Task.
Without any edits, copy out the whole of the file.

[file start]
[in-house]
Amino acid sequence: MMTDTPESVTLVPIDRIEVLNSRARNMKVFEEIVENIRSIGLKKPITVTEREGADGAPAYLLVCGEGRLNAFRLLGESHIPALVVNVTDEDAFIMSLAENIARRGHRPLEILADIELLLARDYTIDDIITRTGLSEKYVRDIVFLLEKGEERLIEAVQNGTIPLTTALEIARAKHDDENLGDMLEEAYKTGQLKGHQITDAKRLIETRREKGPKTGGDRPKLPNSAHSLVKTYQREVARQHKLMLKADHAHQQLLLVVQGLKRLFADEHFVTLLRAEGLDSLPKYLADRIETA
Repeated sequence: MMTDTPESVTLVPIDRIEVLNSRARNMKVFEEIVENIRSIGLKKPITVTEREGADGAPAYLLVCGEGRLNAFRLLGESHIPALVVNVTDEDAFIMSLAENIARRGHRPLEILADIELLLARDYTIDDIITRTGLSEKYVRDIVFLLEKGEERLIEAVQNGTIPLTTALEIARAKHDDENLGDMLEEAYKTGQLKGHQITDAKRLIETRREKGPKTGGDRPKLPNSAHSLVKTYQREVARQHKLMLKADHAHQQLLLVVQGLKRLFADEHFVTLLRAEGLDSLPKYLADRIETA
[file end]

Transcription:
[in-house]
Amino acid sequence: MMTDTPESVTLVPIDRIEVLNSRARNMKVFEEIVENIRSIGLKKPITVTEREGADGAPAYLLVCGEGRLNAFRLLGESHIPALVVNVTDEDAFIMSLAENIARRGHRPLEILADIELLLARDYTIDDIITRTGLSEKYVRDIVFLLEKGEERLIEAVQNGTIPLTTALEIARAKHDDENLGDMLEEAYKTGQLKGHQITDAKRLIETRREKGPKTGGDRPKLPNSAHSLVKTYQREVARQHKLMLKADHAHQQLLLVVQGLKRLFADEHFVTLLRAEGLDSLPKYLADRIETA
Repeated sequence: MMTDTPESVTLVPIDRIEVLNSRARNMKVFEEIVENIRSIGLKKPITVTEREGADGAPAYLLVCGEGRLNAFRLLGESHIPALVVNVTDEDAFIMSLAENIARRGHRPLEILADIELLLARDYTIDDIITRTGLSEKYVRDIVFLLEKGEERLIEAVQNGTIPLTTALEIARAKHDDENLGDMLEEAYKTGQLKGHQITDAKRLIETRREKGPKTGGDRPKLPNSAHSLVKTYQREVARQHKLMLKADHAHQQLLLVVQGLKRLFADEHFVTLLRAEGLDSLPKYLADRIETA